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Jared Mitchell 2012 - Improvement on the way?

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QUOTE (RockRaines @ May 4, 2012 -> 08:12 AM)
I'd like to see how many MLB players could run a sub 4.5 40. Thats incredibly fast.


Only a handful of guys running below 4.45 in the NFL.

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QUOTE (Jake @ May 4, 2012 -> 08:17 AM)
Only a handful of guys running below 4.45 in the NFL.

Exactly, thats an incredible time if its legit, which has been an issue with HS and college 40 times.

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QUOTE (RockRaines @ May 4, 2012 -> 08:23 AM)
Exactly, thats an incredible time if its legit, which has been an issue with HS and college 40 times.


I try not to read too much into 40 times because of my experience in college football recruiting. It's a necessary evil, but times can be enhanced or hurt by things that don't have much to do with how fast you are: your starting form (this can have an IMMENSE effect), reaction time, etc. My older brother went to a speed coach and cut .2 off his 40 through working on his starts despite his top speed getting lower due to injury. It's kind of whacky and the fact that the goofy-ass form stuff can make such a big difference kind of biases the process to those that can get instruction on it.

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White Sox seeing the real Jared Mitchell

May 7, 2012, 5:42 pm


Jared Mitchell missed nearly all of the 2010 season following a serious ankle injury suffered in spring training. (AP)




In the southern towns of Birmingham, Montgomery, and Chattanooga, a young White Sox prospect is suddenly raising eyebrows and expectations.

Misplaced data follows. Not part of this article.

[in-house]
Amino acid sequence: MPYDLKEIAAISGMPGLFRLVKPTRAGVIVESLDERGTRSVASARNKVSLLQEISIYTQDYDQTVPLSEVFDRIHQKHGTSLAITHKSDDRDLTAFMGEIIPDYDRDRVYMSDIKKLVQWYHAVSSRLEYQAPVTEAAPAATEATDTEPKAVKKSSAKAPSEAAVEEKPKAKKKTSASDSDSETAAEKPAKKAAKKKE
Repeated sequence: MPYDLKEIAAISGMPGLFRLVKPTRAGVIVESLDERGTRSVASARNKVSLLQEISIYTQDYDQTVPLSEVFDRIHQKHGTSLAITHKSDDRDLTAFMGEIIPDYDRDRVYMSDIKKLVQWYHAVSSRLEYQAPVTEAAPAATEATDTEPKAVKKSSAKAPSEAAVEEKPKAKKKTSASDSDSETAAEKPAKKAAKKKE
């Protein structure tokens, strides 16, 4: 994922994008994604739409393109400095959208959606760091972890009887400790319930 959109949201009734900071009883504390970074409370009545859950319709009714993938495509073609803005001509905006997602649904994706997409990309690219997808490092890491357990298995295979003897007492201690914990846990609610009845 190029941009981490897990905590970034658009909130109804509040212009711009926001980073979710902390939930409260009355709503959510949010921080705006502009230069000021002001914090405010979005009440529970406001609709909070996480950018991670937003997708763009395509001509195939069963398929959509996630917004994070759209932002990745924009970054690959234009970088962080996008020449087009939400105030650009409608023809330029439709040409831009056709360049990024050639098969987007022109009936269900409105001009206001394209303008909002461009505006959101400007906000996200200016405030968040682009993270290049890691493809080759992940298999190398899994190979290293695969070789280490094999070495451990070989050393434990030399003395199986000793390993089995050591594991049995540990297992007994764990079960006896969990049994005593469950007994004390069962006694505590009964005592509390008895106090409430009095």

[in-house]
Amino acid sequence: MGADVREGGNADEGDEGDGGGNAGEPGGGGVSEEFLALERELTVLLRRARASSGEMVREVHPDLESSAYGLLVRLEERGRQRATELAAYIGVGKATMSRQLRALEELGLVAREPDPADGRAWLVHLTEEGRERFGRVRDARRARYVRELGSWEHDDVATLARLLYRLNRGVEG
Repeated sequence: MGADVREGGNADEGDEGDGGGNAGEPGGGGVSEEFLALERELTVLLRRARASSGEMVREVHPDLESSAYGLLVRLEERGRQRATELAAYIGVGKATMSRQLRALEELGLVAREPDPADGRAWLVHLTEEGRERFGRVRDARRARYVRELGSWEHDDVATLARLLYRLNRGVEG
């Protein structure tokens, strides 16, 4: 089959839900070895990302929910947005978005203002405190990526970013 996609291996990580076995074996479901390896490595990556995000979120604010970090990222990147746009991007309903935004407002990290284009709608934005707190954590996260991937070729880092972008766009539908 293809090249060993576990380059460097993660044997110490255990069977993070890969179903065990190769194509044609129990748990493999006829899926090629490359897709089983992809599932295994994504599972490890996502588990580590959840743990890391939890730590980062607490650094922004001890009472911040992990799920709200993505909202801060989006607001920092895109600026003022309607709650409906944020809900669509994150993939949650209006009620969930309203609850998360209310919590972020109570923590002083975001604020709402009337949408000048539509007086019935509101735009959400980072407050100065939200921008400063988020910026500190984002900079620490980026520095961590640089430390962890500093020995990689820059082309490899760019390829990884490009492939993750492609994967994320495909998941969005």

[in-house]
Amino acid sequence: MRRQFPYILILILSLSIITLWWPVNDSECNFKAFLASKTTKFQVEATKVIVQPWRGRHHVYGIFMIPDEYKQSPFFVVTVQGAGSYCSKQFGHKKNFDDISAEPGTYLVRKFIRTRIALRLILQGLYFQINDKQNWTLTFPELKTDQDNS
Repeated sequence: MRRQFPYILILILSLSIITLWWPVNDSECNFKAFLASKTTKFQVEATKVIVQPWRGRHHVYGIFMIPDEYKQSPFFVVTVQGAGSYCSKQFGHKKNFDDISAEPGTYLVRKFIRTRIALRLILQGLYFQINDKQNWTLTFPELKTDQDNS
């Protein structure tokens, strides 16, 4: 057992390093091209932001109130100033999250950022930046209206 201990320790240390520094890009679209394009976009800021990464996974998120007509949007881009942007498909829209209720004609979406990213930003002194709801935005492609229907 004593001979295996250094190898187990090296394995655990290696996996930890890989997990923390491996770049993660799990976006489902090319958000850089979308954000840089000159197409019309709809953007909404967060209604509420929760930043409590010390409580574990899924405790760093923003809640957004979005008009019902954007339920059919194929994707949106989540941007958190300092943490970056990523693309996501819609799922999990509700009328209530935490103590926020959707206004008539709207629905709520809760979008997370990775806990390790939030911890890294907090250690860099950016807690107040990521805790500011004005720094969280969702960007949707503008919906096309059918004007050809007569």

He’s batting .310 with an on-base percentage of .434. He leads the Southern League with 22 runs and 6 triples. He’s 6 for 7 in stolen bases. His strikeouts are way down. His walks are way up.


And now, so is the ceiling for Jared Mitchell, the left-handed outfielder who once was lost, but now is found.


“Because of the health issues, we have never really seen the real Mitch,” said Buddy Bell, White Sox VP of Player Development. “I believe we are just now getting a glimpse of seeing the player we drafted a couple years ago.”


As the White Sox first round pick in 2009, Mitchell was in the same draft class as young phenoms Stephen Strasburg, Dustin Ackley, Drew Storen, Mike Trout and Brett Jackson. A college star at LSU, he seemed to be on the fast track to join the White Sox, until that fateful day the following spring.


March 12, 2010.


Brought into a split-squad game in Tempe as a defensive replacement in the sixth inning, Mitchell went after a deep fly ball off the bat of the Angels Juan Rivera. Jared made a sensational catch against the wall, but when he came down, something was wrong. He couldn’t feel anything in his left leg.


Mitchell tore a tendon in his ankle.


He would need surgery, months of rehab, plus something most 21-year-olds never think about.




“You learn a lot about patience through an injury like that,” Mitchell said by phone on Monday. “It’s a lot of mental perseverance, and things you have to go through, and things you learn about yourself through a situation like that.”


The Most Outstanding Player of the 2009 College World Series was forced to miss all of the 2010 season. Then last year while at Winston-Salem, he struggled mightily at the plate, batting .222 with 183 strikeouts in 129 games.


“Going into last year, in my mind, I thought I was pretty healthy and pretty back to regular.”


He wasn’t. Mitchell says he was at about 85 percent. That’s physically. Throw the mental part into it, and that number was probably lower.


“I wasn’t all the way back, didn’t have all the spring back,” Mitchell said. “I think that helps a lot, to be able to know that you’re healthy and not have to worry about anything else.’


Ask Jake Peavy.


As a former number-one pick, did Mitchell put too much pressure on himself?


“I think subconsciously I probably was, yeah,” Mitchell said. “For me, I guess I wanted everything to come back so quick. It wasn’t so much trying to show this person this or that person that. I wanted to be back in top shape so much, so quick. And it just doesn’t happen that way. This game is not that easy. You realize that once you go through it. I think being able to just come into this year and being able to let things happen and not put so much pressure on every at-bat, and not worry about everything.”